House caught the ball and sprinted toward the infield, where Henry was being mobbed at home plate. Stella had him in a mother’s embrace, a physical expression of exhalation. “He’s hugging his mom and he’s got a crocodile tear, and I’m thinking, Holy crap. Hank Aaron has a tear in his eye and he’s hugging his mom. It’s a Life Saver moment. The fact that Hank Aaron had tears in his eyes shook me more than anything,” House recalled. “Then I find out a few days later from Dusty that she held him so tight to prevent anyone from shooting him. Here were a mom and a son sharing the ultimate moment in baseball, a Little League family moment in a way that nobody else would understand. But what sticks in my mind was that the tear was that he might have been happy that it was over, and the rest of the world would have killed to be in his shoes.”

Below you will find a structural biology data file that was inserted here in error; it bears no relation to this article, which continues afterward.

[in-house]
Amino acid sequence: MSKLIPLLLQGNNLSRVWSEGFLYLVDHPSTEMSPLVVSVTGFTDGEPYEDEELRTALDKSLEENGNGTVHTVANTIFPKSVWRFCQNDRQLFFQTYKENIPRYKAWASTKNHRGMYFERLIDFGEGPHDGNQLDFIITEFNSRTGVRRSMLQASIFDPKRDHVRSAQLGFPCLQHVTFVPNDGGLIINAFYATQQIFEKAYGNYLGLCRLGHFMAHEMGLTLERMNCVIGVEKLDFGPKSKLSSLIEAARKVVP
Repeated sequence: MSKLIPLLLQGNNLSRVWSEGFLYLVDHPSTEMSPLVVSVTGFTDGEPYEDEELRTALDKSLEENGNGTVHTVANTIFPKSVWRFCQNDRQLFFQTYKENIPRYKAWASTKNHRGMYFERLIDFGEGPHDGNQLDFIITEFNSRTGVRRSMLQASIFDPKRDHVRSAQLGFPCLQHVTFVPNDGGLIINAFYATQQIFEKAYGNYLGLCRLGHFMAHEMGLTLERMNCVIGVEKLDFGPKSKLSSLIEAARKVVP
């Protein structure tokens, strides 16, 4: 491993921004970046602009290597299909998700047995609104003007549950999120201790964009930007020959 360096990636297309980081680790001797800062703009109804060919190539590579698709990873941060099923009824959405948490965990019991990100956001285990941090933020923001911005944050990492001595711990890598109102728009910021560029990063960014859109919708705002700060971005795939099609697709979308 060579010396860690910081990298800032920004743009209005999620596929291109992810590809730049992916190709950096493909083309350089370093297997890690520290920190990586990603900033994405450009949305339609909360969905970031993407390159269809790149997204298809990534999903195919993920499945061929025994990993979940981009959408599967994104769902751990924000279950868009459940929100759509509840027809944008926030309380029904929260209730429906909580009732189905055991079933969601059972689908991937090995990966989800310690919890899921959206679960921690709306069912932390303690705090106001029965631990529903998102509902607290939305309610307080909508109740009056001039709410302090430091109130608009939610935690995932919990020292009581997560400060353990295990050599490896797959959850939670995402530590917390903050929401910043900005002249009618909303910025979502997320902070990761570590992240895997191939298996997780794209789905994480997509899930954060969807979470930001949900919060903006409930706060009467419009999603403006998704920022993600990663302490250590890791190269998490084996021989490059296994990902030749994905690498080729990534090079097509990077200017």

THE MIRROR WAS held up to America and there were the white men who did not flinch at the discomforts of the divide. They were the ones whom, back in the 1920s and 1930s, Ed Scott used to call “the good ones”: whites who saw America’s racial odyssey in all of its complexities and hypocrisies, and who understood its true cost and how much all of the people who called themselves Americans, and not just the blacks, had been diminished. Mike Marshall was one of those men. “He showed that it could happen. He showed all the nonsense about black people not being smart enough to be quarterbacks or as good as Babe Ruth,” Marshall said. “Talent comes in all hues. That’s what he did.” Marshall was sitting in the dugout when Henry’s ball jetted over the infield to its final destination.